In 1981 and 1982, the Formula 1 Caesars Palace Grand Prix was contested over a 2.2-mile course marked by concrete barriers.
It basically was a series of parallel straights connected by tight curves, and it sent drivers in a counter-clockwise direction, generally an outlier in F1 circles.
Mario Andretti, the 1978 F1 champion, competed in both Vegas races.
The Nov. 16-18 Las Vegas Grand Prix won’t mark the first time Formula 1 cars have raced under the neon glow of Sin City.
This time it’s the Las Vegas Strip, one of the most famous streets in the country.
Then it was the Caesars Palace parking lot, one of the least exotic locations to ever host the world’s most famous race cars.
In 1981 and 1982, the Caesars Palace Grand Prix was contested over a 2.2-mile course marked by concrete barriers. It basically was a series of parallel straights connected by tight curves, and it sent drivers in a counter-clockwise direction, generally an outlier in F1 circles.
If next month’s race along the Vegas Strip is expected to be a spectacle, the 1981 and ’82 races were something far less.
Mario Andretti, the 1978 F1 champion, competed in both Vegas races. He called the layout “a wonderful, wonderful go-kart course. Both years there was a lot of first-gear stuff, which is crazy. I got so much tire vibration on acceleration that the rear wishbone broke and took me out of the race.”
In effect, the races on an extremely artificial course put fast, powerful race cars in an environment more suitable for…well…go-karts.
“There was just no flow,” Andretti said. “It was too tight for the capability of those cars. Caesars Palace was right in town. There wasn’t much room. You can imagine that it was kind of Mickey Mouse. Like I said – perfect for a go-kart event.
“The cars had so much power. And we were just not putting it down. We were spinning rear tires coming off the corners.”
One driver called the course “probably the least appealing Grand Prix circuit I think I’ve raced on.”
Why Las Vegas? The city had gained fame for promoting big sports events, particularly world championship boxing matches, and the races drew new faces to the Vegas casinos. Drivers and fans partied deep into the Vegas night and into the morning, and the gambling tables drew brisk business. Caesars Palace was more than happy to play the host role.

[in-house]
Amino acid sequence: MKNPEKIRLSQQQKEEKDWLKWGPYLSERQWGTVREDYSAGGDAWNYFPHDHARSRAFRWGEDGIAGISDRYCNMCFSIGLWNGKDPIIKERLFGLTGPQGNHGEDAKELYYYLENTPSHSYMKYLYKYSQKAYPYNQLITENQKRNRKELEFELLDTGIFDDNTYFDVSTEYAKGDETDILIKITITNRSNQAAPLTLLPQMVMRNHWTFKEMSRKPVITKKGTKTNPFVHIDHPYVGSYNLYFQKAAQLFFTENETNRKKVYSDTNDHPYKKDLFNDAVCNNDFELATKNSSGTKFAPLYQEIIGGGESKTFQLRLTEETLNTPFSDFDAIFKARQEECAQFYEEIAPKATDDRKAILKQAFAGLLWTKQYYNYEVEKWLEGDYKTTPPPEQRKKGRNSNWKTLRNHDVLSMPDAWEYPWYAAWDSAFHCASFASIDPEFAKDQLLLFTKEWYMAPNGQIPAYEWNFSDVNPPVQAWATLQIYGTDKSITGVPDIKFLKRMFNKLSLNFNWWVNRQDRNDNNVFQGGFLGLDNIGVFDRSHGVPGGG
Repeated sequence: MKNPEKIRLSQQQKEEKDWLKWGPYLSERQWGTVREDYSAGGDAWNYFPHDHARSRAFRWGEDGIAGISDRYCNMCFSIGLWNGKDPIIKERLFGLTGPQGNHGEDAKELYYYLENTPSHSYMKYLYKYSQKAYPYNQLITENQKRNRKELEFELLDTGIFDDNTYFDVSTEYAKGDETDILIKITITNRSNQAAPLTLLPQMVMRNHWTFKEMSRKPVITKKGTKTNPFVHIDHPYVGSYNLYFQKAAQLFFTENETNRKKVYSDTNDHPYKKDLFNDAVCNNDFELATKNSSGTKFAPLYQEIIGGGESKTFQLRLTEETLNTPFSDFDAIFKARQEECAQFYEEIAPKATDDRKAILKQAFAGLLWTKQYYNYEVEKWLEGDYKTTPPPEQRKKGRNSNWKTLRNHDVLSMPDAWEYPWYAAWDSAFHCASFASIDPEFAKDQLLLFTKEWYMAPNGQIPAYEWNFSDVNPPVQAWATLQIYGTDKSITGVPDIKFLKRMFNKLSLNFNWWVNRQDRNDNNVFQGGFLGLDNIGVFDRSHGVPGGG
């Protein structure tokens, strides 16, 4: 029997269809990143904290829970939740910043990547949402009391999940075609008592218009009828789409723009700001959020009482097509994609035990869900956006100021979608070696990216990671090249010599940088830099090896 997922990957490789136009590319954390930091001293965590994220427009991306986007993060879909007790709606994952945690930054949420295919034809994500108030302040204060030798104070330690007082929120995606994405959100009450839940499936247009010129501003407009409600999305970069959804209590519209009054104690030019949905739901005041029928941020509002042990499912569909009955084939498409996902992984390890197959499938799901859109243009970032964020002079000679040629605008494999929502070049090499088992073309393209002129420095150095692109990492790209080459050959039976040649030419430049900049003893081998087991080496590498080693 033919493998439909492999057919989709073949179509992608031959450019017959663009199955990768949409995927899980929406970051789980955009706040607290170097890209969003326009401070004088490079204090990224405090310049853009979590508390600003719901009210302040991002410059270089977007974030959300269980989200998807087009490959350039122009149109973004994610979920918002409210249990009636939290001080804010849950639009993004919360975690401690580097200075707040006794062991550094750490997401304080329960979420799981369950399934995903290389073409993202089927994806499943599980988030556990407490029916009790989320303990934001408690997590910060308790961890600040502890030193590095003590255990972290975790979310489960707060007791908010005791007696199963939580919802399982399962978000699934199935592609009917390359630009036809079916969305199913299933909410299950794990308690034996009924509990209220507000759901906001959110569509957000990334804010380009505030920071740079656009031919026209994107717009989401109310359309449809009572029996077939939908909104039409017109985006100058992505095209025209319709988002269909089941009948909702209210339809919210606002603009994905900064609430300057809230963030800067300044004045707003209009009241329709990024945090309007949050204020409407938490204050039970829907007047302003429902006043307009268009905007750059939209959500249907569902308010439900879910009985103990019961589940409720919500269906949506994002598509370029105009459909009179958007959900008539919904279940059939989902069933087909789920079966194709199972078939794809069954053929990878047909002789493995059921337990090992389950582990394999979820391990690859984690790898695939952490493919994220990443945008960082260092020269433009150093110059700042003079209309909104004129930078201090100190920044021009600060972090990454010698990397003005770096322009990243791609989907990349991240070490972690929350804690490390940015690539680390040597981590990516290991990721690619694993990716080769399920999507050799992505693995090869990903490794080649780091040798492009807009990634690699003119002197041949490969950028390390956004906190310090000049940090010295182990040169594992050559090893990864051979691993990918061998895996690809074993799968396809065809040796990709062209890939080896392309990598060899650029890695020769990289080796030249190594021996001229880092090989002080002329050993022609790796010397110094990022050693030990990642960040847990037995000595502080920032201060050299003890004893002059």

“For us just to have a race in the United States was a positive,” Andretti said. “F1 was like a gypsy in that period in the U.S. There was Watkins Glen and Long Beach and then Dallas and Phoenix. Things were like a one-off. At least in Las Vegas with Caesars we had two events.”
In a scheduling quirk, the 1981 and ’82 Vegas races were the final events of each season, and each race, despite the odd location, decided the world champion.
Nelson Piquet finished fifth in the ’81 race, good enough to win the championship by one point. It wasn’t a particularly spectacular run to the title. Piquet, disoriented by the design of the track and by the desert heat, vomited in his helmet during the race. Alan Jones was the race winner.
In 1982, Keke Rosberg won the F1 championship, and Michele Alboreto won the race.
Beyond the other results, the ’82 race is noteworthy as Andretti’s final event in F1. He was called on by Ferrari as a substitute driver for the injured Didier Pironi.
“It was wonderful that Mr. Ferrari thought of me to substitute,” Andretti said. “I welcomed that opportunity in every possible way. To end my F1 career with Ferrari meant so much. The memories are positive.”